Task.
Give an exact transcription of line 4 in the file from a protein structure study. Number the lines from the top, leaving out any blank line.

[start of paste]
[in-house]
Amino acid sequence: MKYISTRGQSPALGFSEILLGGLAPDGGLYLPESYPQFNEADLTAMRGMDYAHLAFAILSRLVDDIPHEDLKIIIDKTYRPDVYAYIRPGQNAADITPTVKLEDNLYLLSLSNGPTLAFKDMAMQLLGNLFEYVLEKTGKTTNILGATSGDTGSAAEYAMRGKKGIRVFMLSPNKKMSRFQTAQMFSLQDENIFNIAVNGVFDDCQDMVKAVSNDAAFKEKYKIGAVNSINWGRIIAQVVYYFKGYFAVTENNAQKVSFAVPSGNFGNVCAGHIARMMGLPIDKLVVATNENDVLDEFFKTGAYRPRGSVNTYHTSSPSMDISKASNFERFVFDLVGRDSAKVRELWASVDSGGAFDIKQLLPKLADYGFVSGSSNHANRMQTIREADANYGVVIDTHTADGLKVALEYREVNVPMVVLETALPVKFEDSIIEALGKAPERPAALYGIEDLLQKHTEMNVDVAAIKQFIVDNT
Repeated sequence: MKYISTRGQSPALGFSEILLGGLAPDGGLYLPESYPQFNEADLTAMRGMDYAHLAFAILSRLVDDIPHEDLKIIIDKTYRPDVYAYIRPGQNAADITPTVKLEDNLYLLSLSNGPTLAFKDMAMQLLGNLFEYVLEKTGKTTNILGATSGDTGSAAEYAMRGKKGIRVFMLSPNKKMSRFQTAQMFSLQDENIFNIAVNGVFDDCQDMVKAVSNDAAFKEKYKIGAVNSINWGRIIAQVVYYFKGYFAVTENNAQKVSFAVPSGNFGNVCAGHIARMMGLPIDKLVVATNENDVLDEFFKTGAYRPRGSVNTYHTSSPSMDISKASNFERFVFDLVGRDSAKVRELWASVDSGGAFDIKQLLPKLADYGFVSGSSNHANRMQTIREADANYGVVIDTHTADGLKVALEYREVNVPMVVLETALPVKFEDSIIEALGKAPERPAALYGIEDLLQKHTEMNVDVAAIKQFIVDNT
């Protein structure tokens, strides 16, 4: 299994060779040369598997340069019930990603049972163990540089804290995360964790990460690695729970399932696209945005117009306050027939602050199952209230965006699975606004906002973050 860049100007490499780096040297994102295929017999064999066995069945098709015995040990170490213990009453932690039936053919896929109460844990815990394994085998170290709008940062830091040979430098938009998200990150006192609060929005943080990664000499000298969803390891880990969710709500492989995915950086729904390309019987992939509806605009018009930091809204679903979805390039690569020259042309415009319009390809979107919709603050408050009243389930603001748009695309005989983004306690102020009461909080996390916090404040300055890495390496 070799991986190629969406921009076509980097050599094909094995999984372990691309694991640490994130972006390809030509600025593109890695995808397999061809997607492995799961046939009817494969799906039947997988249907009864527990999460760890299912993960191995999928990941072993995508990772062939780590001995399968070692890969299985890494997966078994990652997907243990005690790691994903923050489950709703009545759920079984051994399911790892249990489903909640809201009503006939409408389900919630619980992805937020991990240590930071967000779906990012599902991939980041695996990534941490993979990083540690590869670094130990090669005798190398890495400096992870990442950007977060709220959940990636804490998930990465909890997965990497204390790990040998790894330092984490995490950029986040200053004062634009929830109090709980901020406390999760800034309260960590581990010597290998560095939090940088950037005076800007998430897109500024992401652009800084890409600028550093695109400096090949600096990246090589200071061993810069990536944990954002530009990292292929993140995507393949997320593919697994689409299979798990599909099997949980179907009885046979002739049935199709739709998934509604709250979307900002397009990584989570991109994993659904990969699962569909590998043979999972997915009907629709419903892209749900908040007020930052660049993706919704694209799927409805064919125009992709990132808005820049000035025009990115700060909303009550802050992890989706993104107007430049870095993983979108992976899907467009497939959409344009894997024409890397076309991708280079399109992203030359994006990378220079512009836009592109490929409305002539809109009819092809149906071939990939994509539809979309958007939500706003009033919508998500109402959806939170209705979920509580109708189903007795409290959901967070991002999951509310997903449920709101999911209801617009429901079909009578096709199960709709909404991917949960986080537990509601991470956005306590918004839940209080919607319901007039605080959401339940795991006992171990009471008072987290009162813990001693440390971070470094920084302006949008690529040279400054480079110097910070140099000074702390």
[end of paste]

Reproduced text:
């Protein structure tokens, strides 16, 4: 299994060779040369598997340069019930990603049972163990540089804290995360964790990460690695729970399932696209945005117009306050027939602050199952209230965006699975606004906002973050 860049100007490499780096040297994102295929017999064999066995069945098709015995040990170490213990009453932690039936053919896929109460844990815990394994085998170290709008940062830091040979430098938009998200990150006192609060929005943080990664000499000298969803390891880990969710709500492989995915950086729904390309019987992939509806605009018009930091809204679903979805390039690569020259042309415009319009390809979107919709603050408050009243389930603001748009695309005989983004306690102020009461909080996390916090404040300055890495390496 070799991986190629969406921009076509980097050599094909094995999984372990691309694991640490994130972006390809030509600025593109890695995808397999061809997607492995799961046939009817494969799906039947997988249907009864527990999460760890299912993960191995999928990941072993995508990772062939780590001995399968070692890969299985890494997966078994990652997907243990005690790691994903923050489950709703009545759920079984051994399911790892249990489903909640809201009503006939409408389900919630619980992805937020991990240590930071967000779906990012599902991939980041695996990534941490993979990083540690590869670094130990090669005798190398890495400096992870990442950007977060709220959940990636804490998930990465909890997965990497204390790990040998790894330092984490995490950029986040200053004062634009929830109090709980901020406390999760800034309260960590581990010597290998560095939090940088950037005076800007998430897109500024992401652009800084890409600028550093695109400096090949600096990246090589200071061993810069990536944990954002530009990292292929993140995507393949997320593919697994689409299979798990599909099997949980179907009885046979002739049935199709739709998934509604709250979307900002397009990584989570991109994993659904990969699962569909590998043979999972997915009907629709419903892209749900908040007020930052660049993706919704694209799927409805064919125009992709990132808005820049000035025009990115700060909303009550802050992890989706993104107007430049870095993983979108992976899907467009497939959409344009894997024409890397076309991708280079399109992203030359994006990378220079512009836009592109490929409305002539809109009819092809149906071939990939994509539809979309958007939500706003009033919508998500109402959806939170209705979920509580109708189903007795409290959901967070991002999951509310997903449920709101999911209801617009429901079909009578096709199960709709909404991917949960986080537990509601991470956005306590918004839940209080919607319901007039605080959401339940795991006992171990009471008072987290009162813990001693440390971070470094920084302006949008690529040279400054480079110097910070140099000074702390």